Nintendo Axes Swapnote's Internet Functionality

The service was "actively misused" to share "offensive material." Someone's always got to spoil it for everyone else, haven't they?

News by Pete Davison, .

Did you have a teacher at school who would punish the whole class for one student's misdemeanors? That's Nintendo right now.

In a statement posted yesterday -- a statement that reads surprisingly like a letter home from school -- the company revealed that it was shutting down the SpotPass functionality of the 3DS app Swapnote, with immediate effect.

Swapnote, known as Letter Box in other regions, is an evolution of the DS' Pictochat system that allows users to create handwritten 3D notes and share them with friends alongside photos and sound recordings made using the 3DS' camera and microphone. The SpotPass functionality allowed friends who had added each other using the 3DS' Friend Code system to exchange messages over the Internet, and as you might expect, the service was misused somewhat.

"Nintendo has learned that some consumers, including minors, have been exchanging their friend codes on Internet bulletin boards and then using Swapnote to exchange offensive material. Nintendo has been investigating ways of preventing this and determined it is best to stop the SpotPass feature of Swapnote because it allows direct exchange of photos and was actively misused."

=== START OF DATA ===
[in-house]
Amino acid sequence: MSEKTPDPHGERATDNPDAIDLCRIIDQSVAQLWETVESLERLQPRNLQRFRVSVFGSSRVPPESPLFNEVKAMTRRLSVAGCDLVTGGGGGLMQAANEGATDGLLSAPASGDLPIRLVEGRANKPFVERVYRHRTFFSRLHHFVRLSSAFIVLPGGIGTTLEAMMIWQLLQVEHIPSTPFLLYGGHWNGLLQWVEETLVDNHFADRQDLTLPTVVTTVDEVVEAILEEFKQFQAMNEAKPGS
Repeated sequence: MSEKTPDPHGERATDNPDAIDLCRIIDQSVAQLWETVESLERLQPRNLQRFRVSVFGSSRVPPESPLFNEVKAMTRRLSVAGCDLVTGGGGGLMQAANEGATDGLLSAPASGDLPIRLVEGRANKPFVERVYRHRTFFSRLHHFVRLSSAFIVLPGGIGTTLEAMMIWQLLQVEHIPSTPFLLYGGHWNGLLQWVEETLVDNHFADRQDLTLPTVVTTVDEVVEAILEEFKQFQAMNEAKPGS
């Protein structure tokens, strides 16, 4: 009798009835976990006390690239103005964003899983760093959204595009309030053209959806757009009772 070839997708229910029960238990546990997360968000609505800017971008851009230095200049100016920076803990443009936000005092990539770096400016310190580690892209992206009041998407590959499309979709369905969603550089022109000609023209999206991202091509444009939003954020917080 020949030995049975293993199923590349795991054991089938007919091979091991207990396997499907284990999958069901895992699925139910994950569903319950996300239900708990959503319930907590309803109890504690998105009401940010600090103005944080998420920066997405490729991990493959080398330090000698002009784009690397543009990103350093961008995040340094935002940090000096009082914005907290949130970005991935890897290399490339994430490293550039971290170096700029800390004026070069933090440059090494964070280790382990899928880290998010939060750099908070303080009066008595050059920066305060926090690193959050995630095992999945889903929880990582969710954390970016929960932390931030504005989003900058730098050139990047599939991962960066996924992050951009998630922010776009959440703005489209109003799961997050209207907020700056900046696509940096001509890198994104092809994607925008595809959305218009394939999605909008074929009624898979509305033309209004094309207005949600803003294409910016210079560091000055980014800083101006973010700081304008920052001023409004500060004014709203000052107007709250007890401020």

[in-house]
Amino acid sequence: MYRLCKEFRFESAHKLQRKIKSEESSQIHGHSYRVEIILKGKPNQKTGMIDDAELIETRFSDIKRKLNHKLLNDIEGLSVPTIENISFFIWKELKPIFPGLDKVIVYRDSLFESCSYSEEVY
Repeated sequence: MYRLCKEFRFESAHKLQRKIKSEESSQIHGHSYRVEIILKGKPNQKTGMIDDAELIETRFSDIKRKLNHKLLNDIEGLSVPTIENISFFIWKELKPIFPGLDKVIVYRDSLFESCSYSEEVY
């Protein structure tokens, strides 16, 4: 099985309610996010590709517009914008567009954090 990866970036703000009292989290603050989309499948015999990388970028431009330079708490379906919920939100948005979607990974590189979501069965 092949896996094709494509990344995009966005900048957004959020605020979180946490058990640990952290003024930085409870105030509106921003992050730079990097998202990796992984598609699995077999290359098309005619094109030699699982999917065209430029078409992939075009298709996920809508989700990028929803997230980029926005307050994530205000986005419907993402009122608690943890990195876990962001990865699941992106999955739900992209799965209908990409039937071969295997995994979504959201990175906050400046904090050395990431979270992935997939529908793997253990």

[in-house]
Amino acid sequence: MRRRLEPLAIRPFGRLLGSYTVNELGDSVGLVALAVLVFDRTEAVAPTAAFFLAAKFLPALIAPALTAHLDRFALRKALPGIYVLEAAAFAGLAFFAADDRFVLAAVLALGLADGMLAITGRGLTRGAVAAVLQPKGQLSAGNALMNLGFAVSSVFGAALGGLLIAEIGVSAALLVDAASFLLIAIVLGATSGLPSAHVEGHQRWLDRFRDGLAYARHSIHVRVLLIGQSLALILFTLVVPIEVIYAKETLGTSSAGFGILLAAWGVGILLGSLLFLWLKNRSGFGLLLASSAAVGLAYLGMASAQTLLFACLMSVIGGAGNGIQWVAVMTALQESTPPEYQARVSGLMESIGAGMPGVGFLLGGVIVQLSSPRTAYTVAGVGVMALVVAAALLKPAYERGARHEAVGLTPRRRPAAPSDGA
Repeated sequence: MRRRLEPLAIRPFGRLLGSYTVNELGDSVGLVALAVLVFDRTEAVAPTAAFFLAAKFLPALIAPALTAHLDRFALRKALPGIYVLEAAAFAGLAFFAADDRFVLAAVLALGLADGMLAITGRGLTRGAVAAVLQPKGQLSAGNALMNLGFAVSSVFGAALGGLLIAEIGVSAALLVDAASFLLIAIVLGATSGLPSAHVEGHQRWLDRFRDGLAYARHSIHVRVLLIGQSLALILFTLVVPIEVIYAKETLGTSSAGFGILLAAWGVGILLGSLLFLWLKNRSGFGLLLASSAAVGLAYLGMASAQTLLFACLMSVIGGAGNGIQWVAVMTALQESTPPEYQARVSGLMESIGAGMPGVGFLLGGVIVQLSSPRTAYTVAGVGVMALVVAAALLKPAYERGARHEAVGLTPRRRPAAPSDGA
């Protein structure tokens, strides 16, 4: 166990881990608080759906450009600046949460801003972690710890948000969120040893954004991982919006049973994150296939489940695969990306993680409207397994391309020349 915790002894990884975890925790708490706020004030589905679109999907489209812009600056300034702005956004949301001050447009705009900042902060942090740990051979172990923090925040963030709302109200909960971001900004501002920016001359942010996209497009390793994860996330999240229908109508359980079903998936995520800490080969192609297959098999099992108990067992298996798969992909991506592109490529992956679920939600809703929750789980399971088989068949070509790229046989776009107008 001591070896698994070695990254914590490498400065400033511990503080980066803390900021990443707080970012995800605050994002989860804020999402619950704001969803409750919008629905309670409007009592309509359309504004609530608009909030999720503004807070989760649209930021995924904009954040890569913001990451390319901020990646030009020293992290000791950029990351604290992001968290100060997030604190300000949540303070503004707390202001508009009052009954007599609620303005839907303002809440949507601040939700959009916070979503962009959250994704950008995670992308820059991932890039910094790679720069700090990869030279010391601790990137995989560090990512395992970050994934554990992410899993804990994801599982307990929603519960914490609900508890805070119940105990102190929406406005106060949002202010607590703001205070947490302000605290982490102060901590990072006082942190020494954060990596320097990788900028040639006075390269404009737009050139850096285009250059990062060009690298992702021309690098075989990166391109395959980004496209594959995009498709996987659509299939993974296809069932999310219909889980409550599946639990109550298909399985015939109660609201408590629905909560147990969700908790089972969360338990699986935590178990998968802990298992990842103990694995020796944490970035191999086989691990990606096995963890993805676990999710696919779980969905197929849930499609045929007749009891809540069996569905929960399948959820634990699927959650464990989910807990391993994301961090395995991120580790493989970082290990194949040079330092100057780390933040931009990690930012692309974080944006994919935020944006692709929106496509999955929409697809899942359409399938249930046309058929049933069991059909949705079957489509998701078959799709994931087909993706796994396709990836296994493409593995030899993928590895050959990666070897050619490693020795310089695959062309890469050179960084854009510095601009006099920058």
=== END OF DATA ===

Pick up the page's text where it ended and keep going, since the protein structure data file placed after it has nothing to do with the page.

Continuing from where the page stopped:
Swapnote. Not pictured: "offensive material." Unless you hate cake.

Nintendo didn't give details of said "misuse" or "offensive material," but I think we can probably all guess the sort of things that were being exchanged -- in 3D, no less.

"Nintendo always wants to provide a positive experience for all consumers and limit the risk of any inappropriate activity or misuse of a service," the statement continues. "We feel it is important on this occasion to take this action."

Essentially, then, a few miscreants sending "offensive" images have now crippled the functionality of an app that, while not especially useful in this age of WhatsApp, Kik and iMessage-equipped smartphones, was occasionally a bit of fun. That said, child safety concerns are legitimate, and something that Nintendo needs to be seen as addressing, preferably quickly and decisively.

Interestingly, this news comes as it was revealed earlier today (thanks, NintendoLife) that Wii Karaoke U features uncensored song lyrics with explicit content -- though in that case the lyrics are drawn from a third-party service, not from either Nintendo itself or the community.

This incident is, however, the latest in a long line of Nintendo assuming a "lowest common denominator" approach to its online services -- an approach that treats all users as if they're children who need to be protected from the wild world of the Internet. Nintendo products have always been family-friendly, but is punishing the entire community for an app really the solution to misbehavior from a few individuals? How do you think Nintendo could have handled it better, if at all? And do you even care about Swapnote in the first place? Let's hear your thoughts!

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